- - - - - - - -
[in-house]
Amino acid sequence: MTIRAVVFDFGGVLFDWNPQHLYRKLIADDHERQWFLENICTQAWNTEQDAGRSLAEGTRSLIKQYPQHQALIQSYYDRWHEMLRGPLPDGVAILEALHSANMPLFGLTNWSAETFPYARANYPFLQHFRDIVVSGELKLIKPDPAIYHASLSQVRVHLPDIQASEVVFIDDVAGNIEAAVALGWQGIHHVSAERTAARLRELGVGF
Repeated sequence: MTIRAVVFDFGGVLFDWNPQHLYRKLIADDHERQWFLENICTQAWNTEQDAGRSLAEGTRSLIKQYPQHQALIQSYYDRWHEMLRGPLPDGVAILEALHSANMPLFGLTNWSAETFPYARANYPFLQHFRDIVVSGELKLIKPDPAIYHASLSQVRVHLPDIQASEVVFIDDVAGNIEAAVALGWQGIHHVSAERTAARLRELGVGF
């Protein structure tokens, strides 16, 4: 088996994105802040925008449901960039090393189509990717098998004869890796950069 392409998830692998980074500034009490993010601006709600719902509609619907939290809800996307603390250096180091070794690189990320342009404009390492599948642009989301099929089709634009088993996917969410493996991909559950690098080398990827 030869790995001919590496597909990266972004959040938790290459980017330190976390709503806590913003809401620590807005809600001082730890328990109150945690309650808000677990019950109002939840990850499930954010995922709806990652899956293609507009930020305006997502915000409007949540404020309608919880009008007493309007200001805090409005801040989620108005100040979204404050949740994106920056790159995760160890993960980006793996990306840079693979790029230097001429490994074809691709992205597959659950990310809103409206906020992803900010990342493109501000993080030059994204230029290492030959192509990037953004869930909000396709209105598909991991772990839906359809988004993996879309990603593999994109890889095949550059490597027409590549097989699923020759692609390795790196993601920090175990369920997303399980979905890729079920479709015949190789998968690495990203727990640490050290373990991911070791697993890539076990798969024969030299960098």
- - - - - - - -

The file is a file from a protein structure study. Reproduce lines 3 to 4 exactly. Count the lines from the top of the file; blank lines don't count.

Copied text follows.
Repeated sequence: MTIRAVVFDFGGVLFDWNPQHLYRKLIADDHERQWFLENICTQAWNTEQDAGRSLAEGTRSLIKQYPQHQALIQSYYDRWHEMLRGPLPDGVAILEALHSANMPLFGLTNWSAETFPYARANYPFLQHFRDIVVSGELKLIKPDPAIYHASLSQVRVHLPDIQASEVVFIDDVAGNIEAAVALGWQGIHHVSAERTAARLRELGVGF
């Protein structure tokens, strides 16, 4: 088996994105802040925008449901960039090393189509990717098998004869890796950069 392409998830692998980074500034009490993010601006709600719902509609619907939290809800996307603390250096180091070794690189990320342009404009390492599948642009989301099929089709634009088993996917969410493996991909559950690098080398990827 030869790995001919590496597909990266972004959040938790290459980017330190976390709503806590913003809401620590807005809600001082730890328990109150945690309650808000677990019950109002939840990850499930954010995922709806990652899956293609507009930020305006997502915000409007949540404020309608919880009008007493309007200001805090409005801040989620108005100040979204404050949740994106920056790159995760160890993960980006793996990306840079693979790029230097001429490994074809691709992205597959659950990310809103409206906020992803900010990342493109501000993080030059994204230029290492030959192509990037953004869930909000396709209105598909991991772990839906359809988004993996879309990603593999994109890889095949550059490597027409590549097989699923020759692609390795790196993601920090175990369920997303399980979905890729079920479709015949190789998968690495990203727990640490050290373990991911070791697993890539076990798969024969030299960098």